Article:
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Jeffrey Small

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What Was The Resurrection?

Posted: 04/18/11 04:45 PM ET

Last Easter a poll by the Barna Group found that "fewer than half of Americans mentioned Jesus' death and resurrection when asked about the significance of Easter." Yet the key event that defines Christianity is neither the life nor teachings of Jesus, but rather it is this strange event that happened after his death: the resurrection. What exactly does resurrection mean? Are we supposed to believe that a dead man came back to life 2000 years ago?

Many sermons in churches declare clearly that Jesus physically rose from the dead, in the sense that his same body was reanimated. The Bible, however, is much less clear on the details of the resurrection. Mark, the oldest Gospel, ends with the mystery of an empty tomb with no appearances by Jesus. In the other Gospels, we have various confusing and conflicting details about the resurrection appearances: in some Jesus is not recognized, even after former disciples have followed him on a road and eaten with him; in other appearances he takes on ghost/spirit-like qualities by suddenly appearing in and then disappearing from locked rooms. Paul's visionary experience of Jesus is the earliest recorded one we have, as well as the only first-hand account (his letters were written 20 years after the death of Jesus, versus Mark which was 40 years after the crucifixion). Paul never met Jesus during Jesus' life. His experience of the resurrection was in a vision on the road to Damascus, yet Paul classifies this vision as the same in character and importance as Jesus' other appearances.

Without this strange experience of the resurrection, whatever it actually was, we would not have Christianity as a religion. Some scholars argue that the resurrection was either a mass hallucination or that the story was simply made up by Jesus' followers after the death of the man who was supposed to be their Messiah. But would these men have given up their lives in martyrdom if that were the case? Would a pure fiction have the power to sustain a movement that would become the Christian religion?

Is it possible, however, that something deeply spiritual happened, but that something was not a supernatural reanimation of the corpse that was Jesus, which would violate our laws of science and which is hard to reconcile with the details of the stories mentioned above? Furthermore, maybe this spiritual event held (and most importantly, still holds) a powerful metaphorical message about our relationship to the divine.

What if the experience of Jesus was one in which his followers truly saw the power of God within a man to an extent that they had never encountered before? If we see God as the ground of our being (instead of a supernatural being as discussed in my earlier post Reimagining God), then Jesus can be viewed as a unique (but human) man in whom this ground was not a distant source of existence buried under layers of ego, but was the very center of his being. Jesus' life, his teachings, his compassion, his ministry of healing all radiated this power of the divine.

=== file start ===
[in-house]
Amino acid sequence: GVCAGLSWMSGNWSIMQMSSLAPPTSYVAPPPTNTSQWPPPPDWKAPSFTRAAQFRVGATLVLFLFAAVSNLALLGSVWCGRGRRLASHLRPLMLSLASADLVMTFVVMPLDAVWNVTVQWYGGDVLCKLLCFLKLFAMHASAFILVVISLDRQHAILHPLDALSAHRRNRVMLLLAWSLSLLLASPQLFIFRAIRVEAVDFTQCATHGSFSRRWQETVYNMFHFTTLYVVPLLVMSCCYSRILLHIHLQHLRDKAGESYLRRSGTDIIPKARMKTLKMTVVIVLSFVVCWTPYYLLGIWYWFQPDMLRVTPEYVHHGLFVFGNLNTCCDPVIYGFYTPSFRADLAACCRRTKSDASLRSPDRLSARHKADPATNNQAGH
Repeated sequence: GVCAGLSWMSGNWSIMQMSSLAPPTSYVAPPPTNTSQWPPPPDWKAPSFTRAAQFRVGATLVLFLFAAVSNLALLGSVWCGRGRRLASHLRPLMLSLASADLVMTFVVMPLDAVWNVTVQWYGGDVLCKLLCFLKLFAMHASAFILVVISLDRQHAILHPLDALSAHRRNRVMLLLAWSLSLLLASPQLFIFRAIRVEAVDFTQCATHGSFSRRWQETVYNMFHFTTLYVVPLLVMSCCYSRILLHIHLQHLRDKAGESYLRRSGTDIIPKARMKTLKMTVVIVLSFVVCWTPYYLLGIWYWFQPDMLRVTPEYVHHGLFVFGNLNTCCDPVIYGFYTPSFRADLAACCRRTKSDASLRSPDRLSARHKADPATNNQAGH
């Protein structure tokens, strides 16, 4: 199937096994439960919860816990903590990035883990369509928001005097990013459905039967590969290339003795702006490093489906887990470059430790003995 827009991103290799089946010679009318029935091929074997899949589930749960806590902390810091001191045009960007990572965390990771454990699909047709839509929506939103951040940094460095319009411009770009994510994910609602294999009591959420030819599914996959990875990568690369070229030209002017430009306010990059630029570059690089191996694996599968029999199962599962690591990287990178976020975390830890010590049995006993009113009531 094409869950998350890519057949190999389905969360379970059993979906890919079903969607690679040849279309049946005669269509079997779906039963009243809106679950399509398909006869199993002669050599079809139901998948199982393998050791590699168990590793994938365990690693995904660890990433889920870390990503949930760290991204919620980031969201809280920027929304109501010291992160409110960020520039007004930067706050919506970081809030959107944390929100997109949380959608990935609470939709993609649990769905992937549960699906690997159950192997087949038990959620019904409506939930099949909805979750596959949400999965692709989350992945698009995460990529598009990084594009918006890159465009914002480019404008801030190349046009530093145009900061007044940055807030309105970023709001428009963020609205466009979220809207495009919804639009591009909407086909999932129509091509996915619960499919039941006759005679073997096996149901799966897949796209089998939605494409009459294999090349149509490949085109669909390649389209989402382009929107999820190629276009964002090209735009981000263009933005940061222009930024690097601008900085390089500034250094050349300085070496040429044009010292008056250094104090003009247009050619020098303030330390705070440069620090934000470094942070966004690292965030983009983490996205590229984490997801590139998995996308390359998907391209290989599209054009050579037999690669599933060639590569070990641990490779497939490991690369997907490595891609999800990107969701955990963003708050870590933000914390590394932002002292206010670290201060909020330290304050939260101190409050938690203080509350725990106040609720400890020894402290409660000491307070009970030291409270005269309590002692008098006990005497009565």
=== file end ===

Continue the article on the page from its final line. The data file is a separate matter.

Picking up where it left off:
Jesus opened up his disciples' eyes to this power of God. After the human Jesus died, what if his followers still experienced the power of God that they had seen within Jesus, even though their teacher was no longer with them? In an age in which supernatural visions and prophesies were commonplace, this experience of the power of the divine that their teacher had opened them to could have been interpreted as if the spirit of their teacher had never died because the power of God never does die.

The concept of resurrection is not original to Christianity but is taken from the Old Testament Book of Daniel, one of the latest Hebrew scriptures. The Israelites themselves borrowed and then adapted the concept of resurrection from the Persians under whose rule they lived for two hundred years. In the Persian religion Zoroastrianism, we find earlier writings that detail an end of the world in which the dead return to life in their bodies.

Jesus' martyrdom (his crucifixion) occurred during an age in which many Jews (as Jesus and his followers all were) believed in a soon-to-come End Times during which the faithful would be resurrected. Physical reanimation is what was expected with resurrection in Jewish context, but the actual experience of those who saw the resurrected Jesus was different: it had spiritual and ethereal qualities. In other words, maybe the resurrection was a powerful mystical (but not supernatural) experience of the living power of God in the world. But as this experience is told and interpreted over decades in a time that expected a bodily resurrection, the stories developed in which the resurrection is conveyed in bodily imagery.

When we examine the story of Jesus' death and the mystical experience of resurrection in metaphorical terms, we can see in the story of the crucifixion (probably a historically accurate event, though certainly dramatized by the gospel writers) the very human nature of Jesus: we see suffering, pain, doubt, and death itself -- inevitable conditions of being human. Yet in the story of the resurrection, we learn that this human condition is not the conclusion -- hope exists for all of us. Behind the suffering of existence lies a power: the power of existence itself that is eternal and infinite. This power thus "conquers death" because it is the source of existence and of life.

The powerful message of Christianity thus becomes one of light and hope: just as Jesus was able to tap into this power such that his life was centered on it and radiated it, we can do the same. We can also experience the divine ground within ourselves and within all of creation.

 
 
 

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